1. An Old Testament narrative usually does not directly teach a doctrine.
  2. An Old Testament narrative usually illustrates a doctrine or doctrines taught propositionally elsewhere.
  3. Narratives record what happened— not necessarily what should have happened or what ought to happen every time. Therefore, not every narrative has an individual identifiable moral application.
  4. What people do in narratives is not necessarily a good example for us. Frequently, it is just the opposite.
  5. Most of the characters in Old Testament narratives are far from perfect— as are their actions as well.
  6. We are not always told at the end of a narrative whether what happened was good or bad. We are expected to be able to judge this on the basis of what God has taught us directly and categorically elsewhere in Scripture.
  7. All narratives are selective and incomplete. Not all the relevant details are always given (cf. John 21: 25). What does appear in the narrative is everything that the inspired author thought important for us to know.
  8. Narratives are not written to answer all our theological questions. They have particular, specific, limited purposes and deal with certain issues, leaving others to be dealt with elsewhere in other ways.
  9. Narratives may teach either explicitly (by clearly stating something) or implicitly (by clearly implying something without actually stating it).
  10. In the final analysis, God is the hero of all biblical narratives. [1]

More info…

Narratives are stories— purposeful stories retelling the historical events of the past that are intended to give meaning and direction for a given people in the present.

There is a crucial difference between the biblical narratives and all others, because inspired by the Holy Spirit as they are, the story they tell is not so much our story as it is God’s story— and it becomes ours as he “writes” us into it.

All narratives have three basic parts: characters, plot, and plot resolution.

Three Levels of Narrative

  1. The top (Third) level – the story of redemption or the “metanarrative.”  When Jesus says that the Scriptures “testify about me” (John 5:39) this is what he is talking about.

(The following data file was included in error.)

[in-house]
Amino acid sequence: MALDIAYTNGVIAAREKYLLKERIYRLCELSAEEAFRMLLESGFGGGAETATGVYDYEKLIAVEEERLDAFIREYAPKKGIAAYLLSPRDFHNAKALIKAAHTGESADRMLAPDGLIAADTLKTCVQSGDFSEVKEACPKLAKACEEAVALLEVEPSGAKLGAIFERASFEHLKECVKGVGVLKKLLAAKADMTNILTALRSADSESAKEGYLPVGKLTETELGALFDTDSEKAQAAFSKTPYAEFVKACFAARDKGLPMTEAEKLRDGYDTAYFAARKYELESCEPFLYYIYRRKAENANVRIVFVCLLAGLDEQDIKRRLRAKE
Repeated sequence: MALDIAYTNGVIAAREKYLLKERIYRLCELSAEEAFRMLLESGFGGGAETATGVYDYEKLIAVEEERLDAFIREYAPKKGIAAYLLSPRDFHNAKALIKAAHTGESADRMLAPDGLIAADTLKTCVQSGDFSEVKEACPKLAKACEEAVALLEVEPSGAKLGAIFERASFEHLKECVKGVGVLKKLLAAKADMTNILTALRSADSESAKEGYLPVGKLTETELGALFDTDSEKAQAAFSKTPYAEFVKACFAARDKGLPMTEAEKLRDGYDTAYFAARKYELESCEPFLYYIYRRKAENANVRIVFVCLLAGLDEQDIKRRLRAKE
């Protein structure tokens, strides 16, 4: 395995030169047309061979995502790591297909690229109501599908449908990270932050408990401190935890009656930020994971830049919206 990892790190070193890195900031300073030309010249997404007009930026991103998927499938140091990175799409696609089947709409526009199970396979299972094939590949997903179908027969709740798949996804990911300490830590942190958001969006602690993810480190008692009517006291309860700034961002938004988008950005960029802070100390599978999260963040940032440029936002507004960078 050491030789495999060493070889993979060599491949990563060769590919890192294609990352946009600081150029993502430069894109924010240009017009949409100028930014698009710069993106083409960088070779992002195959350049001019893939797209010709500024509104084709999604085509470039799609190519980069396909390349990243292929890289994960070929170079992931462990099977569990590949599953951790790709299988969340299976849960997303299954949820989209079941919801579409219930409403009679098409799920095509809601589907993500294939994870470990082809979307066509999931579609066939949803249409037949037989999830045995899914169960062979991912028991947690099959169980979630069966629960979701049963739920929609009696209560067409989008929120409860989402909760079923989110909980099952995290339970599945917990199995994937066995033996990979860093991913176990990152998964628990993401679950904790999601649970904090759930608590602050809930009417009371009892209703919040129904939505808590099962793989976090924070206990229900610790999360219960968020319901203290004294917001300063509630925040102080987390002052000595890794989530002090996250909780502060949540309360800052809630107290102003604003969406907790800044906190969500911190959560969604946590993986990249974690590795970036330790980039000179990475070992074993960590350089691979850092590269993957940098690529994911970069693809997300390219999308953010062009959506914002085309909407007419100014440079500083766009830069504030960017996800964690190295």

1. The second level – the story of God’s redeeming a people for his name. These people are constituted twice— by a former covenant and a “new” covenant.
  1. The bottom or “first” level – the hundreds of individual narratives that make up the other two levels.

Characteristics of Hebrew Narrative

Narrator –

  • Seemingly omniscient
  • A point of view – perspective from which the story is told

The Scene

  • Not character driven, but scenic

Characters

  • Visual appearance is rarely mentioned… ask why? if it is.
  • Status or profession are much more important
  • Characters often appear either in contrast or in parallel.
  • The predominant mode of characterization occurs in the characters’ words and actions, not in the narrator’s own descriptions.

Dialogue

  • the first point of dialogue is often a significant clue both to the story plot and to the character of the speaker.
  • contrastive dialogue often functions as a way of characterization as well.
  • very often the narrator will emphasize the crucial parts of the narrative by having one of the characters repeat or summarize the narrative in a speech.

Plot

  • the narrative must have a beginning, middle, and end, which together focus on a buildup of dramatic tension that is eventually released.
  • You will find that the plot in Hebrew narrative moves at a much faster pace than most modern narration— even that of the “short story” genre.

Features of Structure

  • Meant for hearers, not readers
  • Repetition, lot of it!
  • Inclusion – chiasm (A-B-C-B-A) or foreshadowing

Things to Avoid

There is a tendency to “flatten” everything because we assume that everything God has said in his Word is thereby a direct word to us. Thus we wrongly expect that everything in the Bible applies directly as instruction for our own individual lives. The Bible is a great resource. It contains all that a Christian really needs in terms of guidance from God for living. And we have assumed throughout that the Old Testament narratives are indeed a rich source for our hearing from God. But this does not mean that each individual narrative is somehow to be understood as a direct word from God for each of us separately or as teaching us moral lessons by examples.

  • Allegorizing.
  • Decontextualizing.
  • Selectivity
  • Moralizing
  • Personalizing
  • Misappropriation
  • False appropriation
  • Redefinition
  • Monkey-see-monkey-do.  No Bible narrative was written specifically about you.

 


[1] Fee, Gordon D.; Stuart, Douglas (2009-10-14). How to Read the Bible for All Its Worth. Zondervan. Kindle Edition.